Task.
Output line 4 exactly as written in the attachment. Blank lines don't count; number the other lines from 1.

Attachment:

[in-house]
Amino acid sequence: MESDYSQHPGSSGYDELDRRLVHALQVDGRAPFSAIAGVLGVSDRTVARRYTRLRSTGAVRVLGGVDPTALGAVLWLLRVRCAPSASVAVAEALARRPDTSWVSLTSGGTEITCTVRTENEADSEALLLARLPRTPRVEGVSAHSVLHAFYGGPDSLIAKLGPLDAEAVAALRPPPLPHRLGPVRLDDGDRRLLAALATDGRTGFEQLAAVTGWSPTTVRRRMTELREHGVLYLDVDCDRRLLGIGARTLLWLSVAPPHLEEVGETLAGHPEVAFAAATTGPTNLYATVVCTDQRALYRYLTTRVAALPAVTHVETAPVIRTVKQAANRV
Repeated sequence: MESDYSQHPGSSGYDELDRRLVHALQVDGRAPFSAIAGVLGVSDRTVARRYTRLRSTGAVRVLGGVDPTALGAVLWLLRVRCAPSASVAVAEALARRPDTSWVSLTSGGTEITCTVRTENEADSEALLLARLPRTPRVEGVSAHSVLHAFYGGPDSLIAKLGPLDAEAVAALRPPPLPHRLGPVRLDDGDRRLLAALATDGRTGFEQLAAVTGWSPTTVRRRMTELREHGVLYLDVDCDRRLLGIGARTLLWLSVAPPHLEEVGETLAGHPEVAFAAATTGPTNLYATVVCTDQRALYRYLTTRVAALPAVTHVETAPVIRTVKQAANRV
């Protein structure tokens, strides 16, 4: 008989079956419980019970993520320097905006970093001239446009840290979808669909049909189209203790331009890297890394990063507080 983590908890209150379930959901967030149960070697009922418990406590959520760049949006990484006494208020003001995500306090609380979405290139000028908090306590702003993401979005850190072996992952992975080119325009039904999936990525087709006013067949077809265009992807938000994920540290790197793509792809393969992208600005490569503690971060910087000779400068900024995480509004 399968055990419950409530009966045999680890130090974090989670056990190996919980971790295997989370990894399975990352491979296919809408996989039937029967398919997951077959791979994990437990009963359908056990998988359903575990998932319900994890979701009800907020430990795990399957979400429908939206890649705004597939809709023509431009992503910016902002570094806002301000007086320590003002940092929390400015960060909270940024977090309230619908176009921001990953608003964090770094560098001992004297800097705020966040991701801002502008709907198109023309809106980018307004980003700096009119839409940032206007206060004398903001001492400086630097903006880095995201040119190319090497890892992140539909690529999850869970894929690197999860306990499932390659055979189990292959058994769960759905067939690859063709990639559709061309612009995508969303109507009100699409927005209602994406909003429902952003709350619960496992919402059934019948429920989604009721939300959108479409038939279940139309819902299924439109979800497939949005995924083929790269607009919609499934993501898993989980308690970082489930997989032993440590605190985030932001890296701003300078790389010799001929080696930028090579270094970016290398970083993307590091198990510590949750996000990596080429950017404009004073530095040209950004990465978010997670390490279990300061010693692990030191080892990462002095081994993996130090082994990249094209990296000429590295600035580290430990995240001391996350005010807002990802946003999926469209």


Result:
């Protein structure tokens, strides 16, 4: 008989079956419980019970993520320097905006970093001239446009840290979808669909049909189209203790331009890297890394990063507080 983590908890209150379930959901967030149960070697009922418990406590959520760049949006990484006494208020003001995500306090609380979405290139000028908090306590702003993401979005850190072996992952992975080119325009039904999936990525087709006013067949077809265009992807938000994920540290790197793509792809393969992208600005490569503690971060910087000779400068900024995480509004 399968055990419950409530009966045999680890130090974090989670056990190996919980971790295997989370990894399975990352491979296919809408996989039937029967398919997951077959791979994990437990009963359908056990998988359903575990998932319900994890979701009800907020430990795990399957979400429908939206890649705004597939809709023509431009992503910016902002570094806002301000007086320590003002940092929390400015960060909270940024977090309230619908176009921001990953608003964090770094560098001992004297800097705020966040991701801002502008709907198109023309809106980018307004980003700096009119839409940032206007206060004398903001001492400086630097903006880095995201040119190319090497890892992140539909690529999850869970894929690197999860306990499932390659055979189990292959058994769960759905067939690859063709990639559709061309612009995508969303109507009100699409927005209602994406909003429902952003709350619960496992919402059934019948429920989604009721939300959108479409038939279940139309819902299924439109979800497939949005995924083929790269607009919609499934993501898993989980308690970082489930997989032993440590605190985030932001890296701003300078790389010799001929080696930028090579270094970016290398970083993307590091198990510590949750996000990596080429950017404009004073530095040209950004990465978010997670390490279990300061010693692990030191080892990462002095081994993996130090082994990249094209990296000429590295600035580290430990995240001391996350005010807002990802946003999926469209």